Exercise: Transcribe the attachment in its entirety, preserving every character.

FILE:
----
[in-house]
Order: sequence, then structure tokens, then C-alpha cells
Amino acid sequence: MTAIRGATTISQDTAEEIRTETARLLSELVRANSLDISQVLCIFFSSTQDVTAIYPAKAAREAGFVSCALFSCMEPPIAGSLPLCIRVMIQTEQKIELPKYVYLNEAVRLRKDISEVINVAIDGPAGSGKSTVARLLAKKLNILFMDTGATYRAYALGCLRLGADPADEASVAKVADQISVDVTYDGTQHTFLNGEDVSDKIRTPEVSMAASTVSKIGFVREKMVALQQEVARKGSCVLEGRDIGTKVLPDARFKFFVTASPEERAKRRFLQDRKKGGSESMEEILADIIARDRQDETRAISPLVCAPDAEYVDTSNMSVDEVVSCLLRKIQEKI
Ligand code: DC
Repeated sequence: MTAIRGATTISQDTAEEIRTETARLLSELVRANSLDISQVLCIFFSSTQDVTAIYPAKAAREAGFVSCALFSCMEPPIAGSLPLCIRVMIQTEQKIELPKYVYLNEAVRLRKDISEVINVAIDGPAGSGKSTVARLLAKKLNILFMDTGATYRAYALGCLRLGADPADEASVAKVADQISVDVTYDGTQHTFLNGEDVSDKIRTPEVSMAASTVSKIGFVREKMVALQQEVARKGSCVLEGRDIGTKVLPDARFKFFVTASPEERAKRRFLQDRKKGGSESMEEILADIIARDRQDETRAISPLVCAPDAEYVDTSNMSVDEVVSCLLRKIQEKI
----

[in-house]
Order: sequence, then structure tokens, then C-alpha cells
Amino acid sequence: MTAIRGATTISQDTAEEIRTETARLLSELVRANSLDISQVLCIFFSSTQDVTAIYPAKAAREAGFVSCALFSCMEPPIAGSLPLCIRVMIQTEQKIELPKYVYLNEAVRLRKDISEVINVAIDGPAGSGKSTVARLLAKKLNILFMDTGATYRAYALGCLRLGADPADEASVAKVADQISVDVTYDGTQHTFLNGEDVSDKIRTPEVSMAASTVSKIGFVREKMVALQQEVARKGSCVLEGRDIGTKVLPDARFKFFVTASPEERAKRRFLQDRKKGGSESMEEILADIIARDRQDETRAISPLVCAPDAEYVDTSNMSVDEVVSCLLRKIQEKI
Ligand code: DC
Repeated sequence: MTAIRGATTISQDTAEEIRTETARLLSELVRANSLDISQVLCIFFSSTQDVTAIYPAKAAREAGFVSCALFSCMEPPIAGSLPLCIRVMIQTEQKIELPKYVYLNEAVRLRKDISEVINVAIDGPAGSGKSTVARLLAKKLNILFMDTGATYRAYALGCLRLGADPADEASVAKVADQISVDVTYDGTQHTFLNGEDVSDKIRTPEVSMAASTVSKIGFVREKMVALQQEVARKGSCVLEGRDIGTKVLPDARFKFFVTASPEERAKRRFLQDRKKGGSESMEEILADIIARDRQDETRAISPLVCAPDAEYVDTSNMSVDEVVSCLLRKIQEKI